Good afternoon. It’s a great pleasure to take part in today’s Culture and Conduct Forum. I’m sorry that I can’t be with you “live” today, but appreciate the opportunity to take part in this forum.
I lead the New York Fed’s Initiative on Governance and Culture Reform in the financial services industry. Today I will provide you with an update on the activities of our Initiative so far this year and our plans for the coming months. I will then offer some thoughts on a topic that the COVID–19 pandemic has underscored as a key element of a well-functioning workplace culture: psychological safety.The views I express are mine alone, not necessarily those of the Federal Reserve Bank of New York or the Federal Reserve System.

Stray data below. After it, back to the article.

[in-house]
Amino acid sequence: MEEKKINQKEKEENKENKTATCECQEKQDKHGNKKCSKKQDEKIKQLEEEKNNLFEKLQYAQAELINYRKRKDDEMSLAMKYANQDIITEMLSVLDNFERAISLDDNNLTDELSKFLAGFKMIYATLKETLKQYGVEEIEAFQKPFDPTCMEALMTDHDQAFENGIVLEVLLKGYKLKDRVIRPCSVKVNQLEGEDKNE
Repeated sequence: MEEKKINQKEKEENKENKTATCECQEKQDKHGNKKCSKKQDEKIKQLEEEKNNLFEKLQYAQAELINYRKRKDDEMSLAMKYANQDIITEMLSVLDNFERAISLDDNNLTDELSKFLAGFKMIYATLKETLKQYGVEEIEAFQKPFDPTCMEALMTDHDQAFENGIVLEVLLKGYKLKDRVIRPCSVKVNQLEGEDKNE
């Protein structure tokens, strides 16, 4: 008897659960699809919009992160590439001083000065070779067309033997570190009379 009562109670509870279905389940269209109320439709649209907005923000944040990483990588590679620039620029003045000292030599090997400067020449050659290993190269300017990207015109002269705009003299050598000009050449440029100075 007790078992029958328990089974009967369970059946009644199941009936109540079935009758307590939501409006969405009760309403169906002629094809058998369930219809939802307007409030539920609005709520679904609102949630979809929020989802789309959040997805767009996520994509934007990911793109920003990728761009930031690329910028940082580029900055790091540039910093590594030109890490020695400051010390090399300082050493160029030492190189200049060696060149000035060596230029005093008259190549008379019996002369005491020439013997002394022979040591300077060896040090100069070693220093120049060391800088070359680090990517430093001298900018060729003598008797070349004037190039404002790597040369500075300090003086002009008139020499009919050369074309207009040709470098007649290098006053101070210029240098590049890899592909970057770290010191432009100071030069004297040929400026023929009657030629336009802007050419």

Update on Culture Initiative Activities
As background, the New York Fed’s Culture Initiative began in early 2014 with three primary aims:
- Reduce incidences of misconduct;
- Promote the development of healthier cultures within firms and across the industry; and
- Increase public trust in the financial services sector.
One way we’ve been advancing these aims is through convening relevant stakeholders – from the industry, official sector and academia – to build awareness about how culture influences behavior and conduct, and to encourage innovation and the sharing of leading practices.
One of our most prominent vehicles for that has been our annual Culture Conference, which, unfortunately, we had to cancel this year due to the pandemic. In its place, we are hosting a series of webinars that focus on many of the topics we had planned to explore at the conference.